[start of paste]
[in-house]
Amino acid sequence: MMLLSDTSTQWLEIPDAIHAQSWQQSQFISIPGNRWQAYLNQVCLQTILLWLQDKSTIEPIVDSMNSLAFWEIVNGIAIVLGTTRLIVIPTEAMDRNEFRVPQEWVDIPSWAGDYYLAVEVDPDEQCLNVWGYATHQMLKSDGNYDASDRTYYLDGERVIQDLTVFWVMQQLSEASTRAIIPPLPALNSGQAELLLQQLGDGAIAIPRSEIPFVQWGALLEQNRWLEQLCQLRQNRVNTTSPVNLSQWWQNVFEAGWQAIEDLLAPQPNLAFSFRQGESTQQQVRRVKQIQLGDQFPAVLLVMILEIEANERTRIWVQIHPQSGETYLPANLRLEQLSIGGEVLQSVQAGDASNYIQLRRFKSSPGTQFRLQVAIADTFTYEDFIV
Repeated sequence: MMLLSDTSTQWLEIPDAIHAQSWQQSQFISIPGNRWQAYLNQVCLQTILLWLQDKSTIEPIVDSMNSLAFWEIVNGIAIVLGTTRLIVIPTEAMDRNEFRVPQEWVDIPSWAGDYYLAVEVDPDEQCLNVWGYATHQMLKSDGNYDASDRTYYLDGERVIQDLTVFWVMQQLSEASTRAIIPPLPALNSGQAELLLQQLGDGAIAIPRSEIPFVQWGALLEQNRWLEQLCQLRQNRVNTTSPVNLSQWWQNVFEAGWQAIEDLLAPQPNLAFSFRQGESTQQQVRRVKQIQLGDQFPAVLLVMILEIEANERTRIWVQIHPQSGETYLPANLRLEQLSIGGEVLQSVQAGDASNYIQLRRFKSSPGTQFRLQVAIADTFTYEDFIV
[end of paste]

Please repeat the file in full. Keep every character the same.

[in-house]
Amino acid sequence: MMLLSDTSTQWLEIPDAIHAQSWQQSQFISIPGNRWQAYLNQVCLQTILLWLQDKSTIEPIVDSMNSLAFWEIVNGIAIVLGTTRLIVIPTEAMDRNEFRVPQEWVDIPSWAGDYYLAVEVDPDEQCLNVWGYATHQMLKSDGNYDASDRTYYLDGERVIQDLTVFWVMQQLSEASTRAIIPPLPALNSGQAELLLQQLGDGAIAIPRSEIPFVQWGALLEQNRWLEQLCQLRQNRVNTTSPVNLSQWWQNVFEAGWQAIEDLLAPQPNLAFSFRQGESTQQQVRRVKQIQLGDQFPAVLLVMILEIEANERTRIWVQIHPQSGETYLPANLRLEQLSIGGEVLQSVQAGDASNYIQLRRFKSSPGTQFRLQVAIADTFTYEDFIV
Repeated sequence: MMLLSDTSTQWLEIPDAIHAQSWQQSQFISIPGNRWQAYLNQVCLQTILLWLQDKSTIEPIVDSMNSLAFWEIVNGIAIVLGTTRLIVIPTEAMDRNEFRVPQEWVDIPSWAGDYYLAVEVDPDEQCLNVWGYATHQMLKSDGNYDASDRTYYLDGERVIQDLTVFWVMQQLSEASTRAIIPPLPALNSGQAELLLQQLGDGAIAIPRSEIPFVQWGALLEQNRWLEQLCQLRQNRVNTTSPVNLSQWWQNVFEAGWQAIEDLLAPQPNLAFSFRQGESTQQQVRRVKQIQLGDQFPAVLLVMILEIEANERTRIWVQIHPQSGETYLPANLRLEQLSIGGEVLQSVQAGDASNYIQLRRFKSSPGTQFRLQVAIADTFTYEDFIV